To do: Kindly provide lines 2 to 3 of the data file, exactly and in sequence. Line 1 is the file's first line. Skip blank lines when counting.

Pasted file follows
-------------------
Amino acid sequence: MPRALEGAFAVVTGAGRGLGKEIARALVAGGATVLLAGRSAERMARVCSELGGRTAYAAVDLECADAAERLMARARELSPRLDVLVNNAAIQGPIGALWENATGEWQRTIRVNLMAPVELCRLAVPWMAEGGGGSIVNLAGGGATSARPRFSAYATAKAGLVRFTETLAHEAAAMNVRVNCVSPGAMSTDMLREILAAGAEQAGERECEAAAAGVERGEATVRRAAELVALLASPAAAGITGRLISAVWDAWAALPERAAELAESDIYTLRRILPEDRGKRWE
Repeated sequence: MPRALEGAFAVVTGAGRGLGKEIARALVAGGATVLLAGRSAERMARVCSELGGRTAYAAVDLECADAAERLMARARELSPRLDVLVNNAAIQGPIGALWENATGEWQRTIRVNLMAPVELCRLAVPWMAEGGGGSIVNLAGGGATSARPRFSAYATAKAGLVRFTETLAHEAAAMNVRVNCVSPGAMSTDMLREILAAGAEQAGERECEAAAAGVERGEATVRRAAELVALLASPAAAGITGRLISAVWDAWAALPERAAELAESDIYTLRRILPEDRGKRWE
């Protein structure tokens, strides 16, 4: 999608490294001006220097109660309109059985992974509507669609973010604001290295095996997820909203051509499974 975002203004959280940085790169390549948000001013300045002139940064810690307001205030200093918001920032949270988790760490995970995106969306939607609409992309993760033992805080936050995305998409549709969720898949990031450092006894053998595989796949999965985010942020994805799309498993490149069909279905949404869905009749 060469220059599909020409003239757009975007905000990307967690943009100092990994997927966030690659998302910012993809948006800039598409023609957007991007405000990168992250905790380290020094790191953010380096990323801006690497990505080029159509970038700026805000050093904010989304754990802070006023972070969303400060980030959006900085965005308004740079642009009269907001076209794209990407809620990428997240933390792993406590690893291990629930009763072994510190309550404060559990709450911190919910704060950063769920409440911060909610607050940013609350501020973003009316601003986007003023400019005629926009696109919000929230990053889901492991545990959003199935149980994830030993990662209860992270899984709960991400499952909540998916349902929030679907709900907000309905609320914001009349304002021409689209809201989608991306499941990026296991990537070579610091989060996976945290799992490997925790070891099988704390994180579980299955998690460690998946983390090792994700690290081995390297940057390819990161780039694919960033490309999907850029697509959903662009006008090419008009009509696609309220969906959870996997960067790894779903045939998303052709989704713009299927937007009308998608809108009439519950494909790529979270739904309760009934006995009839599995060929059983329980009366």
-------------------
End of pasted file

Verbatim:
Repeated sequence: MPRALEGAFAVVTGAGRGLGKEIARALVAGGATVLLAGRSAERMARVCSELGGRTAYAAVDLECADAAERLMARARELSPRLDVLVNNAAIQGPIGALWENATGEWQRTIRVNLMAPVELCRLAVPWMAEGGGGSIVNLAGGGATSARPRFSAYATAKAGLVRFTETLAHEAAAMNVRVNCVSPGAMSTDMLREILAAGAEQAGERECEAAAAGVERGEATVRRAAELVALLASPAAAGITGRLISAVWDAWAALPERAAELAESDIYTLRRILPEDRGKRWE
């Protein structure tokens, strides 16, 4: 999608490294001006220097109660309109059985992974509507669609973010604001290295095996997820909203051509499974 975002203004959280940085790169390549948000001013300045002139940064810690307001205030200093918001920032949270988790760490995970995106969306939607609409992309993760033992805080936050995305998409549709969720898949990031450092006894053998595989796949999965985010942020994805799309498993490149069909279905949404869905009749 060469220059599909020409003239757009975007905000990307967690943009100092990994997927966030690659998302910012993809948006800039598409023609957007991007405000990168992250905790380290020094790191953010380096990323801006690497990505080029159509970038700026805000050093904010989304754990802070006023972070969303400060980030959006900085965005308004740079642009009269907001076209794209990407809620990428997240933390792993406590690893291990629930009763072994510190309550404060559990709450911190919910704060950063769920409440911060909610607050940013609350501020973003009316601003986007003023400019005629926009696109919000929230990053889901492991545990959003199935149980994830030993990662209860992270899984709960991400499952909540998916349902929030679907709900907000309905609320914001009349304002021409689209809201989608991306499941990026296991990537070579610091989060996976945290799992490997925790070891099988704390994180579980299955998690460690998946983390090792994700690290081995390297940057390819990161780039694919960033490309999907850029697509959903662009006008090419008009009509696609309220969906959870996997960067790894779903045939998303052709989704713009299927937007009308998608809108009439519950494909790529979270739904309760009934006995009839599995060929059983329980009366």